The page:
The 22nd of March is World Water Day; it sounds like a joke but it’s far from funny. One in three people around the world have no access to a toilet or clean water, and that has an incredible impact on the health and prospects of more than 1.8 billion people who are put in danger of contracting cholera, typhoid, polio and more. It’s a huge problem in the developing world today, but it was also a huge problem in the Haworth of Anne Brontë and her sisters.
Haworth today is a beautiful tourist village, but in the 1840s it was very different. The industrial revolution had led to a massive expansion of Haworth, and that brought with it overcrowding, disease and very insanitary conditions. The lack of toilets, sanitation and fresh water led directly to the epidemics of typhoid and cholera that annually wiped out a huge percentage of the population. In fact, in 1838, when Anne was eighteen, the average age at death in Haworth was just 19.6 years.
Patrick Brontë, who was overworked simply from the non-stop funerals he had to hold, realised that sanitation was at the heart of the problems that had made Haworth the most unhealthy place in England outside of the London slums. He wrote repeatedly to the government, and at last in April 1850 a government inspector called Benjamin Herschel Babbage carried out an official inspection. He was shocked by what he found, and the results of his report, and Patrick’s persistence, were that Haworth gained a reservoir, a cleaner water supply and more toilets. It was a life saving transformation for the village, especially when you consider some of the astonishing facts contained in the Babbage Report into Haworth:
• There were 69 toilets for two and a half thousand people
• 24 houses shared one toilet
• Seven houses had no access to a toilet at all
• There were eleven water pumps for the whole village, two were out of order
• One tap was within two metres of a large cess pit in the middle of Main Street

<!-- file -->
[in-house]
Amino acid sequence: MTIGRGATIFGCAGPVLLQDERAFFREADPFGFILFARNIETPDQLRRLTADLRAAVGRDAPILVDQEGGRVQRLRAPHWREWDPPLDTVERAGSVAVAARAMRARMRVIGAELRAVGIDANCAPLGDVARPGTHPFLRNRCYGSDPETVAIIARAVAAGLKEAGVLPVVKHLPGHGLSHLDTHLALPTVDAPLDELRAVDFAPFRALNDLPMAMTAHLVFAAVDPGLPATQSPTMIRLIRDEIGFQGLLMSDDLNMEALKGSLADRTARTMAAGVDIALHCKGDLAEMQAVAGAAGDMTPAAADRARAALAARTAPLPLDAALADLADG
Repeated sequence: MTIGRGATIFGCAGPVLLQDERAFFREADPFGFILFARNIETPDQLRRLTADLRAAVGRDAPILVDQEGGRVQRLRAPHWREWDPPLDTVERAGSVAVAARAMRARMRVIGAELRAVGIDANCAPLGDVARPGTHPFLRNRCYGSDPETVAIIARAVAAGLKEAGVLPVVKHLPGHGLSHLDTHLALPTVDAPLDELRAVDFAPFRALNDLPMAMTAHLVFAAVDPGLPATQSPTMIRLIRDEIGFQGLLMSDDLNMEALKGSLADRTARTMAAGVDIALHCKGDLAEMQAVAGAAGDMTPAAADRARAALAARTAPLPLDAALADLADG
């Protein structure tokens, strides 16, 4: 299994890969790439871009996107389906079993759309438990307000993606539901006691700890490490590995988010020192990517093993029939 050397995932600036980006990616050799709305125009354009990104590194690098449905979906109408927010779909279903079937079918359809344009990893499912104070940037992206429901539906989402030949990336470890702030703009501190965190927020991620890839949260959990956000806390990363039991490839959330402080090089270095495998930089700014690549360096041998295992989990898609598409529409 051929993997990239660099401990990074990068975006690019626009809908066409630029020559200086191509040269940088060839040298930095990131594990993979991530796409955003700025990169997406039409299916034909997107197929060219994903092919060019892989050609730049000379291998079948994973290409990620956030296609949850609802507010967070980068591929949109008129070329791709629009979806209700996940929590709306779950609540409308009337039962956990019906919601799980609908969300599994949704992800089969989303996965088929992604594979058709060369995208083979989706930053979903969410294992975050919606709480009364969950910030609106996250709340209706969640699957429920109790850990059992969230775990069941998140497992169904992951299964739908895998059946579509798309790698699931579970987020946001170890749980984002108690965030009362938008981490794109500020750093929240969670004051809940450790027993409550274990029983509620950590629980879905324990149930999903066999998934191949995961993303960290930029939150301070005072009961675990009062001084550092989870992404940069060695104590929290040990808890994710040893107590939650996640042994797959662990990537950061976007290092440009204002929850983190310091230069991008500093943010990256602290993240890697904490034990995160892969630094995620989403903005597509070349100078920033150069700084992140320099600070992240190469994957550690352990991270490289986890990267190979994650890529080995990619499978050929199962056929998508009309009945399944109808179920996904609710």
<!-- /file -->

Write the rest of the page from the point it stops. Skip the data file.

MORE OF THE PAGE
• There were no drains, and human and animal effluent ran down the sides of the steep street
• The village drinking water was polluted by rotting flesh from the overcrowded graveyard
• 42% of children born in Haworth died before the age of six
These statistics are incredible, almost unbelievable, but true. It’s little wonder that Haworth became a place where people could sicken and die at any time. Anne Brontë and her family were lucky, as the Parsonage was one of only two buildings in the village with its own clean water supply, thanks to a nearby spring. We too are lucky who can take toilets, clean water, and sanitation for granted. One in three across the world are not so lucky, and yet, like Haworth after the Babbage report, things can change. Find out more, and maybe do your little bit to help, by visiting the World Water Day website. If Patrick Brontë had been alive today, we can be sure he would be a campaigner.
One thought on “Haworth Sanitation And The Babbage Report”
The ‘loo’ top of Butt Lane may have been built shortly after dk Devonshire’s visit to the parsonage 1856- when heating was installed in the schools and church, may have been the first, and surely could be the oldest, truly public loo in England, an eccentric civic endowment in their memory.